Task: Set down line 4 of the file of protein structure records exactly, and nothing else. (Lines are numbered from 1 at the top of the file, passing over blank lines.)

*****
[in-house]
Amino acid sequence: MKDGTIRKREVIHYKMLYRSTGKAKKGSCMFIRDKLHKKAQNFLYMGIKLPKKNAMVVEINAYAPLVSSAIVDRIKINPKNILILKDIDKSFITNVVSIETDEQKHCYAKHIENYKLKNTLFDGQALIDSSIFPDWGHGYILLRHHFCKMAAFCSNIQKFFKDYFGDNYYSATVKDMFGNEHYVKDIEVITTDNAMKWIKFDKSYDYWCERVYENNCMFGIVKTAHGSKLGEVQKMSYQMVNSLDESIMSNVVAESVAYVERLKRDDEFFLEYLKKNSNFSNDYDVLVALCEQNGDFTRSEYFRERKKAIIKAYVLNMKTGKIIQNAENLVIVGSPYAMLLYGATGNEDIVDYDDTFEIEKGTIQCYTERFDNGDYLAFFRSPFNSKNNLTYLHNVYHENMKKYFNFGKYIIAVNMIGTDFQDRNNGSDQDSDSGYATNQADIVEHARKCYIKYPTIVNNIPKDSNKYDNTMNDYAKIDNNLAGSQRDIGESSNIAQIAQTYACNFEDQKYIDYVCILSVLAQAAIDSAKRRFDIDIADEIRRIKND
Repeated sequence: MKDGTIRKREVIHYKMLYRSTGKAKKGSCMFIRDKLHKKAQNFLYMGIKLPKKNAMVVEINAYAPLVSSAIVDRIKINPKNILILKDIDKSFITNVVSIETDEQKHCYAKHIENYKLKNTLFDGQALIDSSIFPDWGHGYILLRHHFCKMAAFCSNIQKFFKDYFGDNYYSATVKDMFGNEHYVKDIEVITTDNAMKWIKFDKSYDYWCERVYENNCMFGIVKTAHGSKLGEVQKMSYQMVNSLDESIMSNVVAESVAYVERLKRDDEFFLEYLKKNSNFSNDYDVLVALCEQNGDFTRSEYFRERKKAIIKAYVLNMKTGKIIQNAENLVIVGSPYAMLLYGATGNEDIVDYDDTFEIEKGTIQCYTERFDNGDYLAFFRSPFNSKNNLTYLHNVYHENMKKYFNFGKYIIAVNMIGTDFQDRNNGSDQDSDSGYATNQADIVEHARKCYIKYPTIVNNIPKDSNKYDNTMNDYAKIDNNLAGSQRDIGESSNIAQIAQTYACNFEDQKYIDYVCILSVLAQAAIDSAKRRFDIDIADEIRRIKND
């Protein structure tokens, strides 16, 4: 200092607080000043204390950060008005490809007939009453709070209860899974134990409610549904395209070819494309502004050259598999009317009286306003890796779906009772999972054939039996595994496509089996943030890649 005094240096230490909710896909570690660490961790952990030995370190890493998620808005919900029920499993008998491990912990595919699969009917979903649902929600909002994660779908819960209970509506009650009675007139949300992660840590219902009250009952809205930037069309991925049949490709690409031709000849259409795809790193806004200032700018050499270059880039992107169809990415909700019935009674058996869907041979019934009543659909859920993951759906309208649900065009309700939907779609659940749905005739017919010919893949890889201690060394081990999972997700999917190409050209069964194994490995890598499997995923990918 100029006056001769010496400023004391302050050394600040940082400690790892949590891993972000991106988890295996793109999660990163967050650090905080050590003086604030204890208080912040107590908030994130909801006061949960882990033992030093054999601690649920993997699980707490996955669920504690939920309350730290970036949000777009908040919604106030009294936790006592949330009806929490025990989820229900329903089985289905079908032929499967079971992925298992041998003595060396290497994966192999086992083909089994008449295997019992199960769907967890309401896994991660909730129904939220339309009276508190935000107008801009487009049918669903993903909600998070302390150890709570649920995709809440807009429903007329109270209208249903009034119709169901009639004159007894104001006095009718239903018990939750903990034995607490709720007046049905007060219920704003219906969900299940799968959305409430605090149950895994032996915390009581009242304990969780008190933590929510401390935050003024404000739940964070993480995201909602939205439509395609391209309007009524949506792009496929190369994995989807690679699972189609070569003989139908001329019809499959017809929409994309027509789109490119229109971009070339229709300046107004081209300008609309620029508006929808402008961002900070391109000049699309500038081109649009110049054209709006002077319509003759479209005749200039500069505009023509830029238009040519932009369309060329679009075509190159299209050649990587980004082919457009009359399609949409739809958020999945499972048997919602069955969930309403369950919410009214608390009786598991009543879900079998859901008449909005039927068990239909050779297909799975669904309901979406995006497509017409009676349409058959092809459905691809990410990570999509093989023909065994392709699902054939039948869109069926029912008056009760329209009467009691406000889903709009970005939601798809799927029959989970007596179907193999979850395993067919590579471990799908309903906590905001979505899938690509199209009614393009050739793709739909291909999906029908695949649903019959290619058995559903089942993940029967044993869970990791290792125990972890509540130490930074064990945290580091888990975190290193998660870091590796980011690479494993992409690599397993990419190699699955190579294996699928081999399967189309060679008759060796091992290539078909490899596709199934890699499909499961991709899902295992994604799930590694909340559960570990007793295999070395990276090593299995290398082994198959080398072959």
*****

């Protein structure tokens, strides 16, 4: 200092607080000043204390950060008005490809007939009453709070209860899974134990409610549904395209070819494309502004050259598999009317009286306003890796779906009772999972054939039996595994496509089996943030890649 005094240096230490909710896909570690660490961790952990030995370190890493998620808005919900029920499993008998491990912990595919699969009917979903649902929600909002994660779908819960209970509506009650009675007139949300992660840590219902009250009952809205930037069309991925049949490709690409031709000849259409795809790193806004200032700018050499270059880039992107169809990415909700019935009674058996869907041979019934009543659909859920993951759906309208649900065009309700939907779609659940749905005739017919010919893949890889201690060394081990999972997700999917190409050209069964194994490995890598499997995923990918 100029006056001769010496400023004391302050050394600040940082400690790892949590891993972000991106988890295996793109999660990163967050650090905080050590003086604030204890208080912040107590908030994130909801006061949960882990033992030093054999601690649920993997699980707490996955669920504690939920309350730290970036949000777009908040919604106030009294936790006592949330009806929490025990989820229900329903089985289905079908032929499967079971992925298992041998003595060396290497994966192999086992083909089994008449295997019992199960769907967890309401896994991660909730129904939220339309009276508190935000107008801009487009049918669903993903909600998070302390150890709570649920995709809440807009429903007329109270209208249903009034119709169901009639004159007894104001006095009718239903018990939750903990034995607490709720007046049905007060219920704003219906969900299940799968959305409430605090149950895994032996915390009581009242304990969780008190933590929510401390935050003024404000739940964070993480995201909602939205439509395609391209309007009524949506792009496929190369994995989807690679699972189609070569003989139908001329019809499959017809929409994309027509789109490119229109971009070339229709300046107004081209300008609309620029508006929808402008961002900070391109000049699309500038081109649009110049054209709006002077319509003759479209005749200039500069505009023509830029238009040519932009369309060329679009075509190159299209050649990587980004082919457009009359399609949409739809958020999945499972048997919602069955969930309403369950919410009214608390009786598991009543879900079998859901008449909005039927068990239909050779297909799975669904309901979406995006497509017409009676349409058959092809459905691809990410990570999509093989023909065994392709699902054939039948869109069926029912008056009760329209009467009691406000889903709009970005939601798809799927029959989970007596179907193999979850395993067919590579471990799908309903906590905001979505899938690509199209009614393009050739793709739909291909999906029908695949649903019959290619058995559903089942993940029967044993869970990791290792125990972890509540130490930074064990945290580091888990975190290193998660870091590796980011690479494993992409690599397993990419190699699955190579294996699928081999399967189309060679008759060796091992290539078909490899596709199934890699499909499961991709899902295992994604799930590694909340559960570990007793295999070395990276090593299995290398082994198959080398072959």